Stranger, still. That is how American Horror Story usually processes. The third episode of AHS: Cult amps up the stakes for the main characters as the horror begins to hit closer to home.
As expected, the level of non sequitur humor and satirical cultural references is being amped up as AHS: Cult progresses deeper into its own mythos. When the odd neighbors next door, the Wilton’s (Billy Eichner and Leslie Grossman) come knocking at the Mayfair-Richards’ door, sporting sombreros and chastising about Ally’s (Sarah Paulson) racist killing of Pedro their fervor seems feigned, but their ravenous contempt for Ally appears much more real. Apart from its visual satire (i.e. those seeking racial justice are simultaneously appropriating racial culture), the dialogue was rife with parodies of the modern cultural paradigm. The conversation, as well as the rest of the episode, is then spiced with the lexicon du jour, complete with the flippant use of the word racist and “triggered” among other exaggerated expression.
Each character is as crazed as the next, making the whole world mad.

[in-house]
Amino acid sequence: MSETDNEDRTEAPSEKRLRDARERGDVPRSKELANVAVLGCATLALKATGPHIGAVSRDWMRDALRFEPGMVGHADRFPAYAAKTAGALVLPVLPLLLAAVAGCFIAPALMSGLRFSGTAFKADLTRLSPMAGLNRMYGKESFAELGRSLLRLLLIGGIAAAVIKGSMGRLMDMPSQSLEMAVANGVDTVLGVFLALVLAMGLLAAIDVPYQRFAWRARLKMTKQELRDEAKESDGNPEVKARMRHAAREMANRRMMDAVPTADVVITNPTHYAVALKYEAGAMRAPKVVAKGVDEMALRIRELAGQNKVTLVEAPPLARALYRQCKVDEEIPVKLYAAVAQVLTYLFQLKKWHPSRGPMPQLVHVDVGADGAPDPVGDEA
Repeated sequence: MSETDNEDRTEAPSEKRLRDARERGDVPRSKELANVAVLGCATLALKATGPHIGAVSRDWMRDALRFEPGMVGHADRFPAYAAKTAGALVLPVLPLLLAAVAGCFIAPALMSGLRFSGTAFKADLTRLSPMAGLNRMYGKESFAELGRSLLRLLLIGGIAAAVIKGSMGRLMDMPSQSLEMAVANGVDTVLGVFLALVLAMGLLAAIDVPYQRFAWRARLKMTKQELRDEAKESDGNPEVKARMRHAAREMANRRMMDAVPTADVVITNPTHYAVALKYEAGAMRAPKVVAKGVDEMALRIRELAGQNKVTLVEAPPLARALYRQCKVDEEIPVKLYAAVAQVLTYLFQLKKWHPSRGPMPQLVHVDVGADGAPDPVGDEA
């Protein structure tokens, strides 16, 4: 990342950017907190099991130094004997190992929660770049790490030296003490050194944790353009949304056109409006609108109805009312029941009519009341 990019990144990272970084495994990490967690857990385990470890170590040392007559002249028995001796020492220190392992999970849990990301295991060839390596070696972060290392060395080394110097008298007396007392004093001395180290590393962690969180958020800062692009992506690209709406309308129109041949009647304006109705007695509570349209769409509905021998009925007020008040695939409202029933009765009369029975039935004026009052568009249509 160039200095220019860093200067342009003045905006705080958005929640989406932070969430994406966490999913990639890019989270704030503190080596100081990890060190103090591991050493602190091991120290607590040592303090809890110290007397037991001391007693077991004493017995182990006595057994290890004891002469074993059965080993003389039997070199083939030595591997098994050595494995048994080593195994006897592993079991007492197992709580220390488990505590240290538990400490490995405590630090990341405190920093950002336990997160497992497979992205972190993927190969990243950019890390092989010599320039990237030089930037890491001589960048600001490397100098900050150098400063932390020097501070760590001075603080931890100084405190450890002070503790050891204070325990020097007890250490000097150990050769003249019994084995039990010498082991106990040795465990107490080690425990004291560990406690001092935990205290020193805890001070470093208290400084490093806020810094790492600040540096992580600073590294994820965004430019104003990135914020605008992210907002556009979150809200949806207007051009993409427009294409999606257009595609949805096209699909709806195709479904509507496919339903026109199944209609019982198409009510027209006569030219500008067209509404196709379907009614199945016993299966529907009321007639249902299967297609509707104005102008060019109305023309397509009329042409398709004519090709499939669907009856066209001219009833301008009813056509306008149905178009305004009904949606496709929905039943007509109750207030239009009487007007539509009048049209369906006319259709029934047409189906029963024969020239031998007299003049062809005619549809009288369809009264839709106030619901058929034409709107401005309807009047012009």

Thematically, the show continues to further its ideas about the weaponization of fear. The opening of the episode saw a woman murdered by her worst fear, a fear she divulged to the therapist, Rudy Vincent (Cheyenne Jackson)—the therapist Ally also visits. The most telling scene of the episode saw Ally’s therapist empathetically replying to her fears, only to cut her off and end the phone session. All the while, he shuffles the smiley face buttons about his desk, implying to the viewers that he is somehow involved with the clown killers who brand their victims’ homes with the symbol. Who can you trust with your worst fears?
Fear is power, as the episodes suggest, and even those we trust can use it against us.
Featured Image By FX